Yann Delevaux is a UIAGM Mountain guide based in Chamonix, France. Since 2002 Delevaux has led clients on expeditions that include Cho Oyu (Nepal) and Denali (Alaska) as well as peaks in Mongolia Kirghistan and Pakistan. All with no oxygen and no Sherpas. He spent many hears as a technical adviser for Millet and currently acts as product developer for Bigpack.
In addition to acting as the director of the Compagnie des Guides de Chamonix, Delevaux is also (since 2010) been the director of La Société Chamoniarde de Prévention et de Secours en Montagne (a non-profit body for mountain rescue and accident prevention) in Chamonix. He divides his time between between guiding, organizing prevention operations (in particular those targeting younger children), and his family.
One of Yann’s recent adventures took him via sailboat to Antarctica, the team of sailors and mountaineers successfully navigated the icy waters and completed multiple first ascents. The most notable of which was the first complete crossing of the 7 summits of the 7 sisters. Learn more about the expedition here: www.expeantarctique2014.com
How do the experiences you offer at Chamonix Guides’ Company give guests a unique perspective on the history, people or culture of your region?
Well we are professional mountain guides. We live everyday in the mountains around Chamonix and around the world so we know exactly what will be the best experience for our clients according the weather and conditions. Our 1st duty is the safety of our clients. But of course our job is to share an experience, no only to reach a summit. Since we are passionate people, we try to transmit that passion while being in the mountains.
How have the experiences that you offer evolved since their inception?
People do not practice mountain activities the same way they use to 20 years ago. As in the mountains, we always adapt ourselves to our client and what they want since the birth of the Compagnie des Guides in 1821.
What does it mean? Well, our clients “consume” more than they practice. They have less time and we need to be very flexible. We also decided to extend our activities to the “outdoors” like whitewater (canyoning, rating, tree climbing, mountain bike…). We try to propose as many activities as possible to “catch” our clients and make them discover the “mountain world.” With our company, one guest can do some rafting 1 day and a few years later climb the Mont-Blanc or the Aiguille Verte with a mountain guide.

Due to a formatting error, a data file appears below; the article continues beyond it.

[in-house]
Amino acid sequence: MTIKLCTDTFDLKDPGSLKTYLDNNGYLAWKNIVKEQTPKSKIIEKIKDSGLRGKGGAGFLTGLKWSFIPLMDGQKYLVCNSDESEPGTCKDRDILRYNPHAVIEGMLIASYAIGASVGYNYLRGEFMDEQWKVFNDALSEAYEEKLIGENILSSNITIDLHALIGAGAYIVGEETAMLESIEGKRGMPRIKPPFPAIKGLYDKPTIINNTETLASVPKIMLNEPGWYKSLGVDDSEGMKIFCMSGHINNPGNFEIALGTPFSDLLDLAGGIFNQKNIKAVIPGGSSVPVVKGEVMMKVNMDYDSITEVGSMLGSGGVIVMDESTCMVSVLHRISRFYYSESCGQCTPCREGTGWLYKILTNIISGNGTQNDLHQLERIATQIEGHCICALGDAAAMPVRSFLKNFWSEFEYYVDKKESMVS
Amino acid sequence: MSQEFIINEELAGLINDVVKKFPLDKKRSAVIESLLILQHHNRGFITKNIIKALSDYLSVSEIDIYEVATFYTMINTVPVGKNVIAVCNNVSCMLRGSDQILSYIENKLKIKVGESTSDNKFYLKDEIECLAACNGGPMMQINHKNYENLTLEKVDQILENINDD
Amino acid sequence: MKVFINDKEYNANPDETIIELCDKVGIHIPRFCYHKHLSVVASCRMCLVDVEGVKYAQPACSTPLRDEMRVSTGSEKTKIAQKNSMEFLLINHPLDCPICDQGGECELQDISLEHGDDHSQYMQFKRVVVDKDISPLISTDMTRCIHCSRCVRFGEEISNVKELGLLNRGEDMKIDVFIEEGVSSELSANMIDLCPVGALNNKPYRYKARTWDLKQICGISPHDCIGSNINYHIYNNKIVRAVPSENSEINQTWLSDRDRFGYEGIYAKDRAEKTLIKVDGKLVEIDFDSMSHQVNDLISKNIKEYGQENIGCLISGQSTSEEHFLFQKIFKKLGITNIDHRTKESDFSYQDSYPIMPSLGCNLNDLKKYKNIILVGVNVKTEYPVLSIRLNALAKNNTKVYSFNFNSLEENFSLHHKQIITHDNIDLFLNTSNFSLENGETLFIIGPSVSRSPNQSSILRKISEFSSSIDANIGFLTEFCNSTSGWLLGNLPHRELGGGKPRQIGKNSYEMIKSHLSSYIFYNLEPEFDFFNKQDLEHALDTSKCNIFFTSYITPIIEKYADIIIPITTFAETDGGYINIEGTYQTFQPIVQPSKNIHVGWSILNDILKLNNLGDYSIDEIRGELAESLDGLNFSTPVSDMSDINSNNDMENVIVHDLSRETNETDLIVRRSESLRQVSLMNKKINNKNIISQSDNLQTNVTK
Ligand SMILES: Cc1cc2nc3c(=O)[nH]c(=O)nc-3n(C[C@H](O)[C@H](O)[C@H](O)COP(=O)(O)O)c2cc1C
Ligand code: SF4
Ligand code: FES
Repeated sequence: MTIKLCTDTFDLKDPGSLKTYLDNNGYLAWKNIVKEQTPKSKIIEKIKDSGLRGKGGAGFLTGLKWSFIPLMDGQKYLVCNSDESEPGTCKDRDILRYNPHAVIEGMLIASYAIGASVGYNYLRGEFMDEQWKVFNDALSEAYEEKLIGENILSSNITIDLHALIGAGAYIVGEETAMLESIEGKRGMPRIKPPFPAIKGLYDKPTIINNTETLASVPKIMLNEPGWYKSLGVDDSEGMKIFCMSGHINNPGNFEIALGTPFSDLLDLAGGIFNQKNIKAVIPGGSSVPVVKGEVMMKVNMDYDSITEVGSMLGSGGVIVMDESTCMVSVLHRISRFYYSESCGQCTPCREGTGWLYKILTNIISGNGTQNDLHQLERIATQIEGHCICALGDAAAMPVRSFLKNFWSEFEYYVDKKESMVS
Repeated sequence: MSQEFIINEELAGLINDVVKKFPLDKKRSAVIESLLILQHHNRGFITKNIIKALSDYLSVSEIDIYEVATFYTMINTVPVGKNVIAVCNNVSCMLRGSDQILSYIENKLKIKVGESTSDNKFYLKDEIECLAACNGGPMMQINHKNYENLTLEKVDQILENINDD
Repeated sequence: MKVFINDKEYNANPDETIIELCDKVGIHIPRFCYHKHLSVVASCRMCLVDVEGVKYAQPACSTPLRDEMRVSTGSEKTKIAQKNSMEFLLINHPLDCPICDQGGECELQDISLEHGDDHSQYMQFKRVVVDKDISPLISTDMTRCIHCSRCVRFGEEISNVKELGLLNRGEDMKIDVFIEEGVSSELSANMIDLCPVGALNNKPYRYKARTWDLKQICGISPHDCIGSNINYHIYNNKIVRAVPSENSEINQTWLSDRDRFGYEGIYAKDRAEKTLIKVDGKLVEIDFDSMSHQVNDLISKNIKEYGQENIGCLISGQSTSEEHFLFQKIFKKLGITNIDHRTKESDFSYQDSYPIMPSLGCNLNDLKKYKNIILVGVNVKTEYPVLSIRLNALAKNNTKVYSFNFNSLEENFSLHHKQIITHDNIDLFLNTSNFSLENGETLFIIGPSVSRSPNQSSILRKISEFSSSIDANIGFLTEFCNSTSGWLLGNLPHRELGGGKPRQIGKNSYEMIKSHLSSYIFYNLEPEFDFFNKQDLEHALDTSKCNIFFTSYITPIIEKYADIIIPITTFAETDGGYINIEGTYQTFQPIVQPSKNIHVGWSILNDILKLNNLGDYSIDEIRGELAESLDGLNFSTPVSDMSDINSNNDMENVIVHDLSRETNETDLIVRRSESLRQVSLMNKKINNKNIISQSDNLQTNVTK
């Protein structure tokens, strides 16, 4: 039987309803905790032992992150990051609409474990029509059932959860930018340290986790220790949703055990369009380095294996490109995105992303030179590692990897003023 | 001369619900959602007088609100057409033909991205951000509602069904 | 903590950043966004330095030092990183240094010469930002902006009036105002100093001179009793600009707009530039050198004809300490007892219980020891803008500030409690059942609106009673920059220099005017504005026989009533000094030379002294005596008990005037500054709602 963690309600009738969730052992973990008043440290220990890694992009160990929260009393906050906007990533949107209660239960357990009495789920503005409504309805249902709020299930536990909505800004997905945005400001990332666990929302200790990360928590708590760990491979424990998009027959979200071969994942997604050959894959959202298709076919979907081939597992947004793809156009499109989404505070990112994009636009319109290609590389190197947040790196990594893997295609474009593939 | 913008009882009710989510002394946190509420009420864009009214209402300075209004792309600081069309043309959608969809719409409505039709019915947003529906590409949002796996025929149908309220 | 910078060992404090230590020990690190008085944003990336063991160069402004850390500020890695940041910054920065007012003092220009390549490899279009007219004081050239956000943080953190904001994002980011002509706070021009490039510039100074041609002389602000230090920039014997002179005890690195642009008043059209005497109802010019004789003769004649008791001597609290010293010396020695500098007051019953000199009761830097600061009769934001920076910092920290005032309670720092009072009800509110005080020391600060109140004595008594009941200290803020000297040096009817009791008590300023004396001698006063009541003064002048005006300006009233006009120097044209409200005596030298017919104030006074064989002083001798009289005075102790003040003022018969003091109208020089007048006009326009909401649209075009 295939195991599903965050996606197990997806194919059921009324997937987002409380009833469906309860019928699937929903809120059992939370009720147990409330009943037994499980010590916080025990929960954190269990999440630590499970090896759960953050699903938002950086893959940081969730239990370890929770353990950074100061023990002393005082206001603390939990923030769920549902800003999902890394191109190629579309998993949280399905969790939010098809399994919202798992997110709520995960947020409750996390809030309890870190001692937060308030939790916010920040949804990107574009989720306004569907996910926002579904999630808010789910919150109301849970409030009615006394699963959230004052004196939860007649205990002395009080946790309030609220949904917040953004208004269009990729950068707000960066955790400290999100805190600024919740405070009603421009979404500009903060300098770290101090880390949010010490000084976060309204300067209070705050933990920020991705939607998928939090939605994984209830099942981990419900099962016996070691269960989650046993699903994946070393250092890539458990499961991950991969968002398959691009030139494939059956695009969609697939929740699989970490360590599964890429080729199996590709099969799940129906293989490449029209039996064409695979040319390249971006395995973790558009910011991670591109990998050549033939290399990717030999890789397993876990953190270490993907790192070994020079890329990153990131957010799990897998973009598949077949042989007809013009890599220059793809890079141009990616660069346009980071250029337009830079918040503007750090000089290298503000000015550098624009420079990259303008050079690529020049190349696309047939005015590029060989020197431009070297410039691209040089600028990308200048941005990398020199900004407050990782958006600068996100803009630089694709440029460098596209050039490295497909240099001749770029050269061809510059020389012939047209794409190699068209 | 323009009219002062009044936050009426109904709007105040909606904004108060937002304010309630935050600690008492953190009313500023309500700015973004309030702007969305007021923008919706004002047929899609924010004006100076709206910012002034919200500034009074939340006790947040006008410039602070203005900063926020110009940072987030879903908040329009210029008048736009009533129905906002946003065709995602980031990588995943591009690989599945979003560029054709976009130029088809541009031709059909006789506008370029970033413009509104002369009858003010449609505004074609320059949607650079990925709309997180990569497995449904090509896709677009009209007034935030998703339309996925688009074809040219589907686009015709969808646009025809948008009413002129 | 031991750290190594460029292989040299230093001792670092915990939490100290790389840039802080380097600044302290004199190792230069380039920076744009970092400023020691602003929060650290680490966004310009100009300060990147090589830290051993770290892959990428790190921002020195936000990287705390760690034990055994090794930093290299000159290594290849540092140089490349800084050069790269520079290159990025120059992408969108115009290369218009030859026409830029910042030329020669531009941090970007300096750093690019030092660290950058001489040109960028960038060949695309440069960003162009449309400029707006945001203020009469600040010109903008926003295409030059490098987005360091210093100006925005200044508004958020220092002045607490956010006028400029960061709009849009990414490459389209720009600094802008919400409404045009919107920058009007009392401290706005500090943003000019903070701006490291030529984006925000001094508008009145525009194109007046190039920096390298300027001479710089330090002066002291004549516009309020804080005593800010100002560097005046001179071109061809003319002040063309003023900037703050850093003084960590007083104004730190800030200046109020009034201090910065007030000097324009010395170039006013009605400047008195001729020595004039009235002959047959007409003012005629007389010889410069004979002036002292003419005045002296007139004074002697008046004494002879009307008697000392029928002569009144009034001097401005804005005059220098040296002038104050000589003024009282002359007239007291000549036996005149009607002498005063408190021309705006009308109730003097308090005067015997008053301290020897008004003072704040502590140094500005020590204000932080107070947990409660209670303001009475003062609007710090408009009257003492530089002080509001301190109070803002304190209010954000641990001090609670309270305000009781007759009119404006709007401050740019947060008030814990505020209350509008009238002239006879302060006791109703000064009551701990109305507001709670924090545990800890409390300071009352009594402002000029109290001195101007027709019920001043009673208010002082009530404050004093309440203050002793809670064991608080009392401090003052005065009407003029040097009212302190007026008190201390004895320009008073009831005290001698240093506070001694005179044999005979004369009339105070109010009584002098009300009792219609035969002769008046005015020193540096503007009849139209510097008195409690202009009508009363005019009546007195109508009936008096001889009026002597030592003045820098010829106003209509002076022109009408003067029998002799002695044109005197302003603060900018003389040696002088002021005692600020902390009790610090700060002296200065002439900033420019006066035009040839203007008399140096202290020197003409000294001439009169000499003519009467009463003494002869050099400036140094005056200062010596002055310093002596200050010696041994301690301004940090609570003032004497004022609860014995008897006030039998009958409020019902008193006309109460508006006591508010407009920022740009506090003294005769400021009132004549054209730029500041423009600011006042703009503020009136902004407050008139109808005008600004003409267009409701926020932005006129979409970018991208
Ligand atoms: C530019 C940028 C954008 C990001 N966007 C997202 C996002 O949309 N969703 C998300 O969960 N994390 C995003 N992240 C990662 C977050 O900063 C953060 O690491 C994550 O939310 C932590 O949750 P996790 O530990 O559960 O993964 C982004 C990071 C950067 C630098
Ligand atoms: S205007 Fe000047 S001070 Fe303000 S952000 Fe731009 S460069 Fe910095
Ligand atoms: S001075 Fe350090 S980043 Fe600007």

What is one detail of an experience you provide that may go unnoticed by guests, but which you feel is important?
As i said our 1st preoccupation is safety. It can seam obvious, but being in charge of lives is a very big duty. We always anticipate from the preparation to the summit and back down home. But our guest come to have a wonderful experience so even if safety comes 1st we should not bother to much our guest.
For me the best example is in winter when people come for an off piste experience. They want powder, good skiing. And we have within 5 min to estimate their ski level, their physical capacity and their expectations. Then we pick the right spot for them. It seams easy, but if you go to the wrong place (too steep, too difficult) it may lead to a disaster…
What do you wish every guest knew as they consider participating in the experiences you offer?
I wish they will have an even a little mountain culture. That they know mountain = wilderness and that we are guests up there.
Do you find that guests have a greater challenge dealing with the physical component of the activities you offer or the environmental exposure inherent to operating in the backcountry through all types of weather?
Both and it depends on the guest of course. I would say that the physical challenge is the 1st thing guess realize, sometimes even know before they come to us. Then up to the weather they can realize how tough the mountain can be.
What sets Chamonix Guides’ Company apart from other alpine guide companies?
We are the oldest (created in 1821) and the biggest guide company in the world. But we are not a “commercial” company, we are an association of guides whose goal is to provide to guest with mountain guides and to provide mountain guides with work.
What is one insiders tip to getting the most out of an experiential travel vacation?
A travel experience is a meeting between you and the culture, the people living where you travel. When i go on expedition, the most important thing is not the summit (success), it is the way to reach it!
What is one strategy that has helped your business to grow?
Diversity! We are mountain guides but we developed also outdoors experiences such as rafting, canyoning, tree climbing, incentive… Why? because there is no good or bad way to do mountaineering. We all have our own way to go, to like the mountains. Offering multi-activities is a way to grab guests coming for some rafting and guide them to rock climbing and maybe alpine climbing one day. Same for incentives….
What is one personal habit that has helped you to be successful?
listen to people. Make them happy.
Please share one instance where a guest had a moving or emotional reaction to the experience you provided to them.
One of my guests cried when he reached for the 1st time the summit t of aiguille Verte. He never imagined he could do it. I said yes, i’ll take you there. It was one of my best souvenirs…
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